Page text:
So when he says, “in which you are saved if you hold fast,” it means they are saved, but only if they continue to maintain the apostolic faith; otherwise they have believed in vain, right? Now remember, I told you that the word “delivered” here, when Paul says, “I delivered to you,” in the next sentence, “I delivered to you” is the verbal form of the noun “tradition”; and this means that they received something that they were to preserve, that they were to keep. Paul said to them in verse 3 “for I delivered to you, first of all,” or, “as of first importance,” “that which I also received.” And I told you that Paul was catechized. He’s passing on to them the Apostolic Tradition. So if you hand something over to someone, that means they received it and they were to preserve it, to keep it. That was their charge, as like it is our charge today to preserve Apostolic Tradition.
St. John Chrysostom makes the same point, even a better point, because he notes that when Paul says to the Corinthians and reminds them that they received this tradition, it means that they believed it, and they became witnesses themselves. So here are Chrysostom’s words from Homily 38 on 1 Corinthians: “See how he calls them witnesses of the things spoken? And he says, not which you “heard,” but which you “received,” demanding it of them as a kind of deposit, showing that not in word only, but also by deeds and signs and wonders they received it, and that they should hold it safe.” So here Chrysostom is saying that the Apostolic testimony, being eyewitnesses to the Resurrection, was confirmed by the miracles that the Corinthians witnessed, which Paul and other Apostles performed—because they performed a great many miracles.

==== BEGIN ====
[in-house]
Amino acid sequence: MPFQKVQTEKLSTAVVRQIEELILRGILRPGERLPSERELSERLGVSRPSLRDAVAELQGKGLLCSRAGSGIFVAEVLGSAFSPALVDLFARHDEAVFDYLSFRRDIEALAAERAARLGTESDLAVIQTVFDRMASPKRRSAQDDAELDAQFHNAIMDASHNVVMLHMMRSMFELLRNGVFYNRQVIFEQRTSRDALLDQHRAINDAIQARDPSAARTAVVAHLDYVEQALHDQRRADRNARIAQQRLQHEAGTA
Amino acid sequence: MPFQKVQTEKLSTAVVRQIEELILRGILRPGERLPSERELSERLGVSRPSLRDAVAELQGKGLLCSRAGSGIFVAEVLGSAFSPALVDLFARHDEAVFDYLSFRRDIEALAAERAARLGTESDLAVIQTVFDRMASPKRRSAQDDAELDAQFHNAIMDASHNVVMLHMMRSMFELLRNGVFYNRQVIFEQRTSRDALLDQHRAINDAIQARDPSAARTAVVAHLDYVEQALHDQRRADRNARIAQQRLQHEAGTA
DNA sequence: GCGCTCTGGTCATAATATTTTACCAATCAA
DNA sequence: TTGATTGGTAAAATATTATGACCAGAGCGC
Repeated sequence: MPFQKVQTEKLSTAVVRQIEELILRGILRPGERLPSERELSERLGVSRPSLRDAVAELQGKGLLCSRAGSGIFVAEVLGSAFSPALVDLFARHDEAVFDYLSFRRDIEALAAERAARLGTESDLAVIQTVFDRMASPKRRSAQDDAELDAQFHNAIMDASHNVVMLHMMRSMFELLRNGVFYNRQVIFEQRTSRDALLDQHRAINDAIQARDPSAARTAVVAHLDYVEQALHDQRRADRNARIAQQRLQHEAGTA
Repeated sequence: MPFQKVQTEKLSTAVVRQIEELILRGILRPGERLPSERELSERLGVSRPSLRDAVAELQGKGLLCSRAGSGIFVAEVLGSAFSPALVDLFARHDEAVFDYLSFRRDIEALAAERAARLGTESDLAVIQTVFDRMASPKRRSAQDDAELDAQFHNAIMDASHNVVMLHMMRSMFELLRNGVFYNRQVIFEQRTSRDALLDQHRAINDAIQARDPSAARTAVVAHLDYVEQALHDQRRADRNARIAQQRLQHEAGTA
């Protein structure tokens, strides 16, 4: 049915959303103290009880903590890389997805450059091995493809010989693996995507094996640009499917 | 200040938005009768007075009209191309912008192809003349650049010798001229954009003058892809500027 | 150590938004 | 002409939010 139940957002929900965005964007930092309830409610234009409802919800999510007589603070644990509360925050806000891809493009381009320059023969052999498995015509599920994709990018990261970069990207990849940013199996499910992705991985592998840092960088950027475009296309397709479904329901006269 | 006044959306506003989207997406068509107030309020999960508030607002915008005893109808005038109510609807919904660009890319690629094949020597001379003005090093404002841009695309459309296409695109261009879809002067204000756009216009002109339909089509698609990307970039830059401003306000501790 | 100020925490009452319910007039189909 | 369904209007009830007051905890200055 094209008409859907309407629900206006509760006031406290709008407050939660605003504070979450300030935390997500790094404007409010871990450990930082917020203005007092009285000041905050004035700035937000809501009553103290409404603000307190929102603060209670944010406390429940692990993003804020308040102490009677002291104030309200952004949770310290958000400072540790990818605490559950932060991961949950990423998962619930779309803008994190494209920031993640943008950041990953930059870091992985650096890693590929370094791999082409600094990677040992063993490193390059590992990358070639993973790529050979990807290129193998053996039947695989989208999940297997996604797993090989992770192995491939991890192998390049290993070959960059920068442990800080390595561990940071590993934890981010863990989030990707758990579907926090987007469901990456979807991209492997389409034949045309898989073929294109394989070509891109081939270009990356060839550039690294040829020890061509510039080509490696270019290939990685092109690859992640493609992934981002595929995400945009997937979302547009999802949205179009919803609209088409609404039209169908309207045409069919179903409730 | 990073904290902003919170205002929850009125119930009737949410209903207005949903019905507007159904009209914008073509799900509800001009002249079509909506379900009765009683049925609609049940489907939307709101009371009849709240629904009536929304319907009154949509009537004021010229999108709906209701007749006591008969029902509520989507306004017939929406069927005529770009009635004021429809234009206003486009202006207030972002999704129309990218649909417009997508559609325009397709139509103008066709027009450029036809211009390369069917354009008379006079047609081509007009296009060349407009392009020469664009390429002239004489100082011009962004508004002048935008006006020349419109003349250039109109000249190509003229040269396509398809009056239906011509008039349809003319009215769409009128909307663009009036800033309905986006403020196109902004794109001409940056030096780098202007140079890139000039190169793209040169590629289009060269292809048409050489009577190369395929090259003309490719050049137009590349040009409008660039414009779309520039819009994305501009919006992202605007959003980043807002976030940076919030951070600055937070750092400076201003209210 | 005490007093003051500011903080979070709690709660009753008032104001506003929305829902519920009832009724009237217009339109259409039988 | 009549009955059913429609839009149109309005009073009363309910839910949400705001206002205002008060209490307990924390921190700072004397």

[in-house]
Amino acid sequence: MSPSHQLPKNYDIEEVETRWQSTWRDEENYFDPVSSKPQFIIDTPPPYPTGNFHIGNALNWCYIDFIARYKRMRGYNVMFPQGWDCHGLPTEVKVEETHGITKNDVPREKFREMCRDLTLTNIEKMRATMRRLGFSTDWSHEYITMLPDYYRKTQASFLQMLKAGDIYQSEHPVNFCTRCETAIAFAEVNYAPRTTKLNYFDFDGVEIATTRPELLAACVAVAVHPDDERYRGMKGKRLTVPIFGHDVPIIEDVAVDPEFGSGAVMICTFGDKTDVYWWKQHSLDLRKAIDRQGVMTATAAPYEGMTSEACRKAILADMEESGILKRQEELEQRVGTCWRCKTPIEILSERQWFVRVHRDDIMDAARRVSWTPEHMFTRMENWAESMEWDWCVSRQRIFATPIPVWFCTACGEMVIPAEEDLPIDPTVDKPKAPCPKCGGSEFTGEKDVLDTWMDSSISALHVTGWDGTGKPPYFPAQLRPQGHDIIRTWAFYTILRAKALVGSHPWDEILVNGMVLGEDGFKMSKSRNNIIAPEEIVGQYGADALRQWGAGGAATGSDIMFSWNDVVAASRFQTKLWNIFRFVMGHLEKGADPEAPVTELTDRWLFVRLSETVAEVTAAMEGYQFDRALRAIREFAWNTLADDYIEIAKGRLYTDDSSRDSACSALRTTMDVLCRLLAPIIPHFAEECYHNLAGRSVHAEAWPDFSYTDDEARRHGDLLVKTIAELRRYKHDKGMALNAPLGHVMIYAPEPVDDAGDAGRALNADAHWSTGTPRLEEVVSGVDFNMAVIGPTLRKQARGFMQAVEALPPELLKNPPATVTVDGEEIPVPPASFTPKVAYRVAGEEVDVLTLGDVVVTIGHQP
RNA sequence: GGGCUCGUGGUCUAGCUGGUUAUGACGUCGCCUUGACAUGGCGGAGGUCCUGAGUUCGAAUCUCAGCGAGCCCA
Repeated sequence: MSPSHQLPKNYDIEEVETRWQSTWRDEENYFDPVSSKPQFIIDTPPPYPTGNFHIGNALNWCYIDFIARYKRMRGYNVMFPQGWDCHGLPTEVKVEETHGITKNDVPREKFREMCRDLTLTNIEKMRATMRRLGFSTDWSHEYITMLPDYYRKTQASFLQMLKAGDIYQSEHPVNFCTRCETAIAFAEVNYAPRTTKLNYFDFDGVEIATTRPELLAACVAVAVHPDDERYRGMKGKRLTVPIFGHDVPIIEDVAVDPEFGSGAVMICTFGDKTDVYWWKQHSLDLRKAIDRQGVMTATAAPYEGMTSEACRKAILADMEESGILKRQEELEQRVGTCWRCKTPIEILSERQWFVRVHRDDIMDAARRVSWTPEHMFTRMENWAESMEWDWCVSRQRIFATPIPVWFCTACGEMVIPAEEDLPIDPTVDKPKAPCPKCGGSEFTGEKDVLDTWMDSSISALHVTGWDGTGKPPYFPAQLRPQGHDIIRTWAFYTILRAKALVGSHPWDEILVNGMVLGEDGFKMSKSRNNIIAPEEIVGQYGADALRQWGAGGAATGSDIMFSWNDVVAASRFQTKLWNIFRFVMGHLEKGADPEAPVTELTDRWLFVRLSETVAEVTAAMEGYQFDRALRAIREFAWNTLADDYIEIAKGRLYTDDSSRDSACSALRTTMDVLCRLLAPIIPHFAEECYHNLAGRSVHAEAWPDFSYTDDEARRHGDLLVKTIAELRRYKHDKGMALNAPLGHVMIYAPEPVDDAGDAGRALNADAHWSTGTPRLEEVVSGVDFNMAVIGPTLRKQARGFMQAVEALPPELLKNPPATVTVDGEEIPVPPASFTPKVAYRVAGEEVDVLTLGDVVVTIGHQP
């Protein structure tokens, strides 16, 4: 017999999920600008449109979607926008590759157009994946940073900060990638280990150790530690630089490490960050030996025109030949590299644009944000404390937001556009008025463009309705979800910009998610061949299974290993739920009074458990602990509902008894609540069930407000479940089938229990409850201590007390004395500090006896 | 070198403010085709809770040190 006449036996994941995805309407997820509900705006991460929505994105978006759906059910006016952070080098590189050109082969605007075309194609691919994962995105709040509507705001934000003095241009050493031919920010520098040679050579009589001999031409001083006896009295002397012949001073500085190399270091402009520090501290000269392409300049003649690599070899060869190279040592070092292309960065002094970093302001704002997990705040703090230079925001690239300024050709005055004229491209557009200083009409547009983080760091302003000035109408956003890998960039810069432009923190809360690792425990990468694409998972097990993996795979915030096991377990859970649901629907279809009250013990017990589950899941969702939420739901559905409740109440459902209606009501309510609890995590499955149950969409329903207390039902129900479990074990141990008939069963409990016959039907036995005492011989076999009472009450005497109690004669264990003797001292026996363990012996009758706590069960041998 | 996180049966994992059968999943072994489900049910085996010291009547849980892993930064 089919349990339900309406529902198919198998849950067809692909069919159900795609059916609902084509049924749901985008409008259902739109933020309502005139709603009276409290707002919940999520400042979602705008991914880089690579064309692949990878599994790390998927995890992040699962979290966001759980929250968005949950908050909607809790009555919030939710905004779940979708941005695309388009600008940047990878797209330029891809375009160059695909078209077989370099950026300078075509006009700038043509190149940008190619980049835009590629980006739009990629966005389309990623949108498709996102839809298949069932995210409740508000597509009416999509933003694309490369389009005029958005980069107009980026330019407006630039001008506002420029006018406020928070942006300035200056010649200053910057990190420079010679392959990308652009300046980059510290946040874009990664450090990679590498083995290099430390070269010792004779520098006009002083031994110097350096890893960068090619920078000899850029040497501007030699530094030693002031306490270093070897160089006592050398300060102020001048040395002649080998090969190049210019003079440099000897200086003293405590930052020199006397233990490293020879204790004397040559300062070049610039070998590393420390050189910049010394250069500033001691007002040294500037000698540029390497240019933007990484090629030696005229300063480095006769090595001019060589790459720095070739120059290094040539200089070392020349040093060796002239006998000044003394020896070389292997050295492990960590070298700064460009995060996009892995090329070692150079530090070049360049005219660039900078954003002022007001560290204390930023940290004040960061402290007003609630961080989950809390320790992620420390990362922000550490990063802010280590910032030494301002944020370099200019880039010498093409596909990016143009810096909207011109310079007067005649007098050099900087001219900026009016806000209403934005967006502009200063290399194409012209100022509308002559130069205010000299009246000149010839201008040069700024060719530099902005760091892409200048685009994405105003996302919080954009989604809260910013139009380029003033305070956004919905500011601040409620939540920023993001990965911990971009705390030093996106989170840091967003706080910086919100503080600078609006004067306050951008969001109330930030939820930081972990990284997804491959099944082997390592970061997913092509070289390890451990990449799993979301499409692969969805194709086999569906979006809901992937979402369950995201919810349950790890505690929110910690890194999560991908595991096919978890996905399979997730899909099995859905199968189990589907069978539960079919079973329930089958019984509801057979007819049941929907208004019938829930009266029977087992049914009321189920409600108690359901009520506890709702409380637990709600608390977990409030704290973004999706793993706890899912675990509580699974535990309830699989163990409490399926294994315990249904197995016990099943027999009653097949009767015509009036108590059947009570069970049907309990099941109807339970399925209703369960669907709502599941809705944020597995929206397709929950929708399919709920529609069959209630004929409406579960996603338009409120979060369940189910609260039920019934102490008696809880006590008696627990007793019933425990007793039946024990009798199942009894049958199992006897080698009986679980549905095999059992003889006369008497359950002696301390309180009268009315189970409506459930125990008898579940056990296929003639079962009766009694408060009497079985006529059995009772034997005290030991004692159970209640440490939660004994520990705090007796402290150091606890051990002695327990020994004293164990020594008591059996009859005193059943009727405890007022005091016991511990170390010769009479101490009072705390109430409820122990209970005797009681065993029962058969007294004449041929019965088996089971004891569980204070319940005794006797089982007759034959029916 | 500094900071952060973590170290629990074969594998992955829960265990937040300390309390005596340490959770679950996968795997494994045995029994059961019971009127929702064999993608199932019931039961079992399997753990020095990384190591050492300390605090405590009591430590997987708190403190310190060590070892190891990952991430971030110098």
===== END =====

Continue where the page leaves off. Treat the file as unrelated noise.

We also said last week that Paul reminded the Corinthians of what they had been taught, what they had accepted as a true apostolic tradition, and that the form in which this is stated by Paul reads like an early Creed, because he lists it. He says this is what I delivered to you, this is what I handed over to you, this is what I “traditioned” to you: “That Christ died for our sins according to the Scriptures, He was buried, that he rose on the third day according to the Scriptures, that he was seen by Cephas and by the twelve, by 500 all at once, then by James and by all the apostles.” And the way that he lists it sounds like an early Creed.
First appearance—to Peter?
He also said that He allowed him to see Him risen from the dead and because of this also give him first to be entrusted with his sheep. Now notice that Chrysostom says that Peter was first entrusted with his sheep. This is at the very last chapter of St. John’s Gospel. But he says, He first entrusted His sheep, not that He exclusively entrusted His sheep, because the gifts that were given, and the authority that was given to Peter—including for example to bind and loose sins—was given first to Peter because of his great confession of Christ when he said, “You’re the Messiah, the Son of God.” He was the first person to say that, and so Christ blessed him; and he was, because of this, one the leading Apostles or the leading Apostle. Christ also first entrusted to Peter the authority to bind and loose sins, but that was later given to all of The Twelve. Here also, Chrysostom is saying that Peter was entrusted with the care of the sheep, which is in the last chapter of the Gospel of John, and that this was also was given to all of the twelve.